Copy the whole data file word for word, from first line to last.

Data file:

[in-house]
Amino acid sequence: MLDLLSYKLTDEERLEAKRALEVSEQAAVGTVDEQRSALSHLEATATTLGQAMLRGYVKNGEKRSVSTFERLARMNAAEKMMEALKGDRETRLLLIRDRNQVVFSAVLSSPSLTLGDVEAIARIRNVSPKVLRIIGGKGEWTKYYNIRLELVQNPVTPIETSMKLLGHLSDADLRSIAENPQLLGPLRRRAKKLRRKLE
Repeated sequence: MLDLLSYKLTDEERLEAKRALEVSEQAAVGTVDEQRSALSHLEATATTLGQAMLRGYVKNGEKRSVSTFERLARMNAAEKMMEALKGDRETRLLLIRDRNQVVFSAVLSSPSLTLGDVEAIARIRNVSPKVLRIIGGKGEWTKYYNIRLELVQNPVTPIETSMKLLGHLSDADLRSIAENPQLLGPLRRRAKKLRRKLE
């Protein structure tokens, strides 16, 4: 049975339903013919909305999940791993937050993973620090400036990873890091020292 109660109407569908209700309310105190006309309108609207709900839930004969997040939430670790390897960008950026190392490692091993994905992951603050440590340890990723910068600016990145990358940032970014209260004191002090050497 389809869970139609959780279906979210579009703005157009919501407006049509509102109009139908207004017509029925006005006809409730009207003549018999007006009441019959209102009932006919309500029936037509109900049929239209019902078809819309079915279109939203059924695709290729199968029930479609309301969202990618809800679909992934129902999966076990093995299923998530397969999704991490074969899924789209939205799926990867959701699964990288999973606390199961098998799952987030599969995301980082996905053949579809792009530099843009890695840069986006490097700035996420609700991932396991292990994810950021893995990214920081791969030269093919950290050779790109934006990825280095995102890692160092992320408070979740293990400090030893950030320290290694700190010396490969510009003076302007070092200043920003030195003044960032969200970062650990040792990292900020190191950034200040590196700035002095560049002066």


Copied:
[in-house]
Amino acid sequence: MLDLLSYKLTDEERLEAKRALEVSEQAAVGTVDEQRSALSHLEATATTLGQAMLRGYVKNGEKRSVSTFERLARMNAAEKMMEALKGDRETRLLLIRDRNQVVFSAVLSSPSLTLGDVEAIARIRNVSPKVLRIIGGKGEWTKYYNIRLELVQNPVTPIETSMKLLGHLSDADLRSIAENPQLLGPLRRRAKKLRRKLE
Repeated sequence: MLDLLSYKLTDEERLEAKRALEVSEQAAVGTVDEQRSALSHLEATATTLGQAMLRGYVKNGEKRSVSTFERLARMNAAEKMMEALKGDRETRLLLIRDRNQVVFSAVLSSPSLTLGDVEAIARIRNVSPKVLRIIGGKGEWTKYYNIRLELVQNPVTPIETSMKLLGHLSDADLRSIAENPQLLGPLRRRAKKLRRKLE
């Protein structure tokens, strides 16, 4: 049975339903013919909305999940791993937050993973620090400036990873890091020292 109660109407569908209700309310105190006309309108609207709900839930004969997040939430670790390897960008950026190392490692091993994905992951603050440590340890990723910068600016990145990358940032970014209260004191002090050497 389809869970139609959780279906979210579009703005157009919501407006049509509102109009139908207004017509029925006005006809409730009207003549018999007006009441019959209102009932006919309500029936037509109900049929239209019902078809819309079915279109939203059924695709290729199968029930479609309301969202990618809800679909992934129902999966076990093995299923998530397969999704991490074969899924789209939205799926990867959701699964990288999973606390199961098998799952987030599969995301980082996905053949579809792009530099843009890695840069986006490097700035996420609700991932396991292990994810950021893995990214920081791969030269093919950290050779790109934006990825280095995102890692160092992320408070979740293990400090030893950030320290290694700190010396490969510009003076302007070092200043920003030195003044960032969200970062650990040792990292900020190191950034200040590196700035002095560049002066």